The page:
But scientists haven’t modeled global risks of subsidence—until now. To build their model, Sneed and her colleagues scoured the existing literature on land subsidence in 200 locations worldwide. They considered those geological factors (high clay content), as well as topology, as subsidence is more likely to happen on flat land. They factored in population and economic growth, data on water use, and climate variables.
The researchers found that, planet-wide, subsidence could threaten 4.6 million square miles of land in the next two decades. While that’s just 8 percent of Earth’s land, humanity tends to build big cities in coastal areas, which are prone to subsidence. So they estimate that, in the end, 1.6 billion people could be affected. The modeling further found that worldwide, subsidence exposes assets totaling a gross domestic product of $8.19 trillion, or 12 percent of global GDP.
True, gradual subsidence isn’t as destructive as a sudden earthquake or volcanic eruption. “But it will cause these indirect effects or impacts that, in the long term, can produce either damages to structures or infrastructure, or increase floodable areas in these river basins or coastal areas,” says geoscientist Gerardo Herrera-García of the Geological and Mining Institute of Spain, lead author on the paper.
Subsidence is uniquely sensitive to climate change—at least indirectly. On a warmer planet, droughts are longer and more intense. “This is very important,” says Herrera-García. “Because no matter the amount of annual rainfall you have, the most important issue is that you have a prolonged drought period.” Dry reservoirs will lead cities to pump even more water out of their aquifers, and once you collapse the structure of an aquifer by neatly stacking those plates of clay grains, there’s no going back. For the 1.6 billion people potentially affected by subsidence—and that’s just by the year 2040—the consequences could be dire, leading to both water shortages and the flooding of low-lying land.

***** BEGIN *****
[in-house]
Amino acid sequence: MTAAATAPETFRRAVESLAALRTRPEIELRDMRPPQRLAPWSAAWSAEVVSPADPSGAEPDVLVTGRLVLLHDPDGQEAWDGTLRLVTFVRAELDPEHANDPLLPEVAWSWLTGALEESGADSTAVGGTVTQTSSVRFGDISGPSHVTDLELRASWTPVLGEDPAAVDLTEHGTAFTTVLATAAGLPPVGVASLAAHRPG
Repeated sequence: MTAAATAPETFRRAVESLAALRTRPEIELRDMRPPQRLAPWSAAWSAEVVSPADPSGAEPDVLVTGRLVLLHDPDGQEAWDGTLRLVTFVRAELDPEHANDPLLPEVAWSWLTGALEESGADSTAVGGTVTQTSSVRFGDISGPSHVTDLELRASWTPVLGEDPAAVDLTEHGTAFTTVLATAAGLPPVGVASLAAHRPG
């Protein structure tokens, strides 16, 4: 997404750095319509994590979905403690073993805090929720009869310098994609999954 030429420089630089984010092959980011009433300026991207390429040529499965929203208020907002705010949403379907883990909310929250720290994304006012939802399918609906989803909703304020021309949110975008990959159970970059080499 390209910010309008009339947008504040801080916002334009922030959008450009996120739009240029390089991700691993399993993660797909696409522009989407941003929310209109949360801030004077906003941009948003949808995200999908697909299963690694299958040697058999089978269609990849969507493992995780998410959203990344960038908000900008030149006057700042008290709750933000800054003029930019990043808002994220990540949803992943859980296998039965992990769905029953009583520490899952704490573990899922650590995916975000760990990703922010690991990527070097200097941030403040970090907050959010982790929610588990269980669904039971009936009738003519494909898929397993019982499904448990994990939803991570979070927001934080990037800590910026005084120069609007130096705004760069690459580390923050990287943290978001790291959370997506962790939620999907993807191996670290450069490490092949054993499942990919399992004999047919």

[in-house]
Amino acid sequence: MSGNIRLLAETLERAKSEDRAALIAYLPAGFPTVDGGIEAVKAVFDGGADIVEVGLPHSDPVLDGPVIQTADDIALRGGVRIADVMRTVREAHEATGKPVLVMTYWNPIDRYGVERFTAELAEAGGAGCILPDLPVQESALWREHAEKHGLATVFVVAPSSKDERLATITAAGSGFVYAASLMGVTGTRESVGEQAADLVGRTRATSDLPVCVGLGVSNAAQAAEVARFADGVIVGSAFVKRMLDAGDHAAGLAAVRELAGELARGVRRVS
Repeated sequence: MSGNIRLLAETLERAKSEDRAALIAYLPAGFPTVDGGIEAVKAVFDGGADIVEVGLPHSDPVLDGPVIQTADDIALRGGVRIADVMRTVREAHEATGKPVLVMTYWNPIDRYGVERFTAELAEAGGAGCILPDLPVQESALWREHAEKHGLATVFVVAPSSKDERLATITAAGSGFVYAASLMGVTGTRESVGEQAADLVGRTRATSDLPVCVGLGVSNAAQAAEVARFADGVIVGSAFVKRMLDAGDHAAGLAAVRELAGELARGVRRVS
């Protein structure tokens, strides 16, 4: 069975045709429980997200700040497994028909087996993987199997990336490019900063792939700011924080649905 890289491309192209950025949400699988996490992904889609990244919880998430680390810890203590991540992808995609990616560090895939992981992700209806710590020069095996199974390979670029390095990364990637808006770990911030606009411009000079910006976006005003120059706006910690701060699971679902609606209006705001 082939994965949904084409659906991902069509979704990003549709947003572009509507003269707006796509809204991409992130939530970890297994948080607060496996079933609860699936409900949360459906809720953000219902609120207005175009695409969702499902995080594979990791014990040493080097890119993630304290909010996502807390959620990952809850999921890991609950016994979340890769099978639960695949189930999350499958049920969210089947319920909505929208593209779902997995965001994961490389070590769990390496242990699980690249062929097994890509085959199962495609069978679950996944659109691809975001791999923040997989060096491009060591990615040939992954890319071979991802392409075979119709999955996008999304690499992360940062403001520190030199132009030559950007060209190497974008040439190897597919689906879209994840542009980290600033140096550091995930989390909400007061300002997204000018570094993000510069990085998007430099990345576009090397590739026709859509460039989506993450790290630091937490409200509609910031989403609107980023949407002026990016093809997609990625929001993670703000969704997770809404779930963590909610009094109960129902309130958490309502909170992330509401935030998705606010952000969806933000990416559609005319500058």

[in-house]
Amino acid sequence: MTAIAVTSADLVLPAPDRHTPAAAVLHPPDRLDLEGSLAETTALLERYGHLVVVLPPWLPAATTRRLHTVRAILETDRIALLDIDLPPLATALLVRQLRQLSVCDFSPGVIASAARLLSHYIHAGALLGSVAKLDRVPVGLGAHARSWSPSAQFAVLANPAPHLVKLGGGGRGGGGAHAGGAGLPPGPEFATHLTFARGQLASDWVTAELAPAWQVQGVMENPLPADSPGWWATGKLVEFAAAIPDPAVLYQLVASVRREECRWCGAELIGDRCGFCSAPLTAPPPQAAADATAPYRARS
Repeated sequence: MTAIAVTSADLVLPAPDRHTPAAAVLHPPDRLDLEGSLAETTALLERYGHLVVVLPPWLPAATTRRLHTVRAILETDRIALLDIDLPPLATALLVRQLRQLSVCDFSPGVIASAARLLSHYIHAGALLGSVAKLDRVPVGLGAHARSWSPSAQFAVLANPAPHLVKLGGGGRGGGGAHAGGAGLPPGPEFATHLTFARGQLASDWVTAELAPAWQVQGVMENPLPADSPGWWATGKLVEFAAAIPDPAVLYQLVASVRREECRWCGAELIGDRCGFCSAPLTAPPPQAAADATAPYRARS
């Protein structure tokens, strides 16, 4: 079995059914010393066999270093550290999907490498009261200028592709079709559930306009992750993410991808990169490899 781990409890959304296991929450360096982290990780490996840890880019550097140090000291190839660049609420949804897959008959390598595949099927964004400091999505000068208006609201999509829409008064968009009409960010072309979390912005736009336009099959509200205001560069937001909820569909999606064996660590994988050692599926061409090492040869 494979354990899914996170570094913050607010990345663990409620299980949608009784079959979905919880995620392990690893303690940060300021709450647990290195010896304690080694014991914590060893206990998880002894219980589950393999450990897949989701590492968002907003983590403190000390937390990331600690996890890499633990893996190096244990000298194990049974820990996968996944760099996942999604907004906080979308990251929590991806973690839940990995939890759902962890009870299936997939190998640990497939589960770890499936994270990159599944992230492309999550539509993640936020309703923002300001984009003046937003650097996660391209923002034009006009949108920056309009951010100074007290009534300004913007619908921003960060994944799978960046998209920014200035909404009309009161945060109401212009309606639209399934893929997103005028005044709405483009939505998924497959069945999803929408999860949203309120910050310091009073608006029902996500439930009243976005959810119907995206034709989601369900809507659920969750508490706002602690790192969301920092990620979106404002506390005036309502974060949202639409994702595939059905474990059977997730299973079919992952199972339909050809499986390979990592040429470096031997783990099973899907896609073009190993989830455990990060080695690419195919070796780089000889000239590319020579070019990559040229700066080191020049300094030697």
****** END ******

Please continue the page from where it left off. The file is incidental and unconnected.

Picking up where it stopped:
“It’s definitely very startling results,” says USGS coastal geologist Patrick Barnard, who studies subsidence but wasn’t involved in this new work. “Especially coastal megacities—most of the megacities are, in fact, coastal. So it really highlights the issue in relation to coastal flooding.” And urban populations are booming: According to the United Nations, nearly 70 percent of humans will live in cities by 2050, up from 50 percent currently.
Humanity has tended to construct its cities where rivers empty into the sea, where the conditions for subsidence are ideal. Long ago, these rivers deposited sediments loaded with the clay, which humans then built upon. “The areas that are at high risk are in those kinds of settings near the outlets of river deltas, and where you have low-lying, flat sedimentary basins near coasts,” says University of California, Berkeley geophysicist Roland Burgmann, who studies subsidence but wasn’t involved in this new work. But you can actually find this problem inland, too, for instance in Mexico City, which is built on top of the sediments of a former lake, and is accordingly suffering from subsidence.
Cities built on landfill are also sinking as that material settles. In the Bay Area megalopolis, for instance, some areas are sinking as much as a third of an inch a year. Modeling estimates from researchers at Arizona State University and UC Berkeley hold that by the end of the century, as much as 165 square miles of the Bay Area could be inundated as land sinks and the sea rises.
Subsidence gets even trickier because its effects can vary dramatically over short distances, depending on factors like local clay composition or which side of an earthquake fault the land happens to be on. So this new global study is great for determining risk on a large scale, but scientists will still have to investigate subsidence with a finer focus.